Available Treatments for Frozen Shoulder

Generally speaking, the purpose of adhesive capsulitis treatment is to relieve pain and restore healthy range of motion to the shoulder joint. The foundation of frozen shoulder therapies is almost always a robust exercise regimen that loosens tough joint tissue. 

If you suspect that you are suffering from adhesive capsulitis, you should visit your doctor who can recommend the most appropriate treatment option from among the following:

  • Pain medications—in most cases of frozen shoulder, your physician will recommend non-steroidal anti-inflammatory drugs (NSAIDs) like aspirin or ibuprofen that should relieve pain and inflammation in the shoulder. If symptoms are severe, your doctor may prescribe more potent pain killers or anti-inflammatory drugs.
  • Physical therapy—it is absolutely essential that patients with severe adhesive capsulitis symptoms engage in vigorous physical therapy. Initially, patients will be manually manipulated by the therapist to determine the patient’s range of motion as well as loosen up any stiffened or scar tissue. Then, you will be taught specific stretches that help loosen up the joint, which will eventually be followed by strengthening exercises. After you gain mastery of these exercises, you should be allowed to perform them on your own at home, with only occasional sessions with a therapist.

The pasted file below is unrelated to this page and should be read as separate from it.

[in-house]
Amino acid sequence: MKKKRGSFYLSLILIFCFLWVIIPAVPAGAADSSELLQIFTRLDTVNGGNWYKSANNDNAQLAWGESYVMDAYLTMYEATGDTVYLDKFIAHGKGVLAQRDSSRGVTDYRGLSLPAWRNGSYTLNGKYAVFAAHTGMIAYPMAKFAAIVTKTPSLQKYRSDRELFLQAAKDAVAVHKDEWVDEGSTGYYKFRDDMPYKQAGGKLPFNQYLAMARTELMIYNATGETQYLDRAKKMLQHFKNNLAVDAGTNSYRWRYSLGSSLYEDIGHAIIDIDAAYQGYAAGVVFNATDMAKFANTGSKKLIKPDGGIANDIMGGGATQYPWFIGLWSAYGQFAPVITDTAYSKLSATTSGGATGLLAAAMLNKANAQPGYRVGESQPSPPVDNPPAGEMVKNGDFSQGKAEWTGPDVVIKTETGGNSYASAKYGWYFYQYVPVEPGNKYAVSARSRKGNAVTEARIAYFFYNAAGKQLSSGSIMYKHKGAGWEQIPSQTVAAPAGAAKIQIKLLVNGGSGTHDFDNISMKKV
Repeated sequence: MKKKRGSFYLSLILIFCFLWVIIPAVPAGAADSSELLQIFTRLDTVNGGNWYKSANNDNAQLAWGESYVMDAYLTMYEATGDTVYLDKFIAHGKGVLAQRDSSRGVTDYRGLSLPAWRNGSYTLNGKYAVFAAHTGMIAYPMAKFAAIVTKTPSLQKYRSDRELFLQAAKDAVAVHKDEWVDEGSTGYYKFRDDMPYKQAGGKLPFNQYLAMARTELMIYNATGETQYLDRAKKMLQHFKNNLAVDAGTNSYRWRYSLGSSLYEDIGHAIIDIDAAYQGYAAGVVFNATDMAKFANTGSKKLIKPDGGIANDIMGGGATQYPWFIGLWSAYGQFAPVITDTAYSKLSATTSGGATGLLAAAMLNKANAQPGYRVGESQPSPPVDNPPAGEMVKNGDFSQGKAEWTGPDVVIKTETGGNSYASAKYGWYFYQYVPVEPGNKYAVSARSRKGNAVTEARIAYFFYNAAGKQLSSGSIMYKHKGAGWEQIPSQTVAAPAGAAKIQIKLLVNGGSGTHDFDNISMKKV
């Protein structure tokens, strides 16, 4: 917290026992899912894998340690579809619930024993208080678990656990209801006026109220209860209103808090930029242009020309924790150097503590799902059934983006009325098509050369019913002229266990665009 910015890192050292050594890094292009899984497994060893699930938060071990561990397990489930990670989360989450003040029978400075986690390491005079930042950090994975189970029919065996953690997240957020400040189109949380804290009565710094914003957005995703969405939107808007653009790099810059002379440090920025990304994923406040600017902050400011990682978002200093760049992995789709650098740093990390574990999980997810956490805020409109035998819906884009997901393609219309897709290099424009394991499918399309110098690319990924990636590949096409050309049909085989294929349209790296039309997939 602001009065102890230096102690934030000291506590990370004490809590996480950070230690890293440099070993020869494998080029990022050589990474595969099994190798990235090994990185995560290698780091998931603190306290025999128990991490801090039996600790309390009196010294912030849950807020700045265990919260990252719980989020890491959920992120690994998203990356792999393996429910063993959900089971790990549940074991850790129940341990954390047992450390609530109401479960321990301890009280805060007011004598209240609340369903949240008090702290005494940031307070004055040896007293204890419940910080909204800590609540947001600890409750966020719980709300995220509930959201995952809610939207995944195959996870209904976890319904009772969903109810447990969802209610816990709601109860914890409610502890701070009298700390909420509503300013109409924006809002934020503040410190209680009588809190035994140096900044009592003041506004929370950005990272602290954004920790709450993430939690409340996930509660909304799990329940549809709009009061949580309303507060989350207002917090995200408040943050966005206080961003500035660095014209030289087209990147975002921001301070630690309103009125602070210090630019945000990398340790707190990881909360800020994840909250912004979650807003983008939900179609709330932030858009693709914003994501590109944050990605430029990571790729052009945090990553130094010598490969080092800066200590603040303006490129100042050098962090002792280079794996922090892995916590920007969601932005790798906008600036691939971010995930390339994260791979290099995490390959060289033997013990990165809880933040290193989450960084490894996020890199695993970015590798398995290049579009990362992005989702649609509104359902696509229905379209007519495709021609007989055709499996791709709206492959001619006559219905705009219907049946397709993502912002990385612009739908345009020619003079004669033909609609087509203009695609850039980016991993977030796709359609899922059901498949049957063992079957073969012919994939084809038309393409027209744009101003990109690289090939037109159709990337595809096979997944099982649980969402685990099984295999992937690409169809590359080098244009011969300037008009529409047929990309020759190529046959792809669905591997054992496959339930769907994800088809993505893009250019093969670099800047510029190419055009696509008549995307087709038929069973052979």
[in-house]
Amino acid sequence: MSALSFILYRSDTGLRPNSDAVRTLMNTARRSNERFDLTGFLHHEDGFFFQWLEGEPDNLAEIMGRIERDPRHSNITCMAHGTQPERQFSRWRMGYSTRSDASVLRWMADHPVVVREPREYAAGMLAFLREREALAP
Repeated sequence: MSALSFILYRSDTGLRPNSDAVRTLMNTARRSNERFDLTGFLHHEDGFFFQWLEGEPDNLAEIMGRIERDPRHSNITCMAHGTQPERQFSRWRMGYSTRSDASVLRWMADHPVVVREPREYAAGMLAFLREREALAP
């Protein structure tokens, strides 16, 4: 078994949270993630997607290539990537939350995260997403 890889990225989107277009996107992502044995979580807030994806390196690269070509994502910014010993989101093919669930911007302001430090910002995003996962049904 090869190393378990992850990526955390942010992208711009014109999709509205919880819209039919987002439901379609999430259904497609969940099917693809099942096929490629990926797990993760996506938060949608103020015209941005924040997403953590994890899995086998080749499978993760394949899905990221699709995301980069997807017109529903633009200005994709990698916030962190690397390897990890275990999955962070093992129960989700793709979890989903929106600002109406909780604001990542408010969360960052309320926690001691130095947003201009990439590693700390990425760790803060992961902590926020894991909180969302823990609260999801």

• Steroid injections—for some patients with large amounts of joint inflammation and pain, it may be necessary to use corticosteroids. Steroid injections are most commonly used in the early stages of treatment to help loosen up the joint. The analgesic and improved range of motion properties of steroid injections may last from 3 to 6 months.
  • Joint distention—if the joint tissue is extremely stiff, your doctor may inject water into the joint capsule to stretch the soft tissue and make it more pliable.
  • Surgical joint manipulation—in extreme cases where the shoulder does not respond to more conservative therapies, it may be necessary to place the patient under anesthesia. While under, the doctor will manually manipulate the joint to stretch or tear the stiff tissue. The procedure should increase the range of motion while also relieving shoulder pain.
  • Capsule release—if the joint capsule tissue will not respond to other forms of treatment, it may be necessary to cut the shoulder’s soft tissue. Typically, this procedure is performed arthroscopically and involves only minor incisions which allow insertion of very thin surgical cutting tools. Due to the minimally invasive nature of shoulder arthroscopy, there are only minor scars and the recovery period is greatly shortened.

Article written by: Dr. Robert Moghim – CEO/Founder Colorado Pain Care

M.D. Disclaimer: The views expressed in this article are the personal views of Robert Moghim, M.D. and do not necessarily represent and are not intended to represent the views of the company or its employees.  The information contained in this article does not constitute medical advice, nor does reading or accessing this information create a patient-provider relationship.  Comments that you post will be shared with all visitors to this page. The comment feature is not governed by HIPAA and you should not post any of your private health information.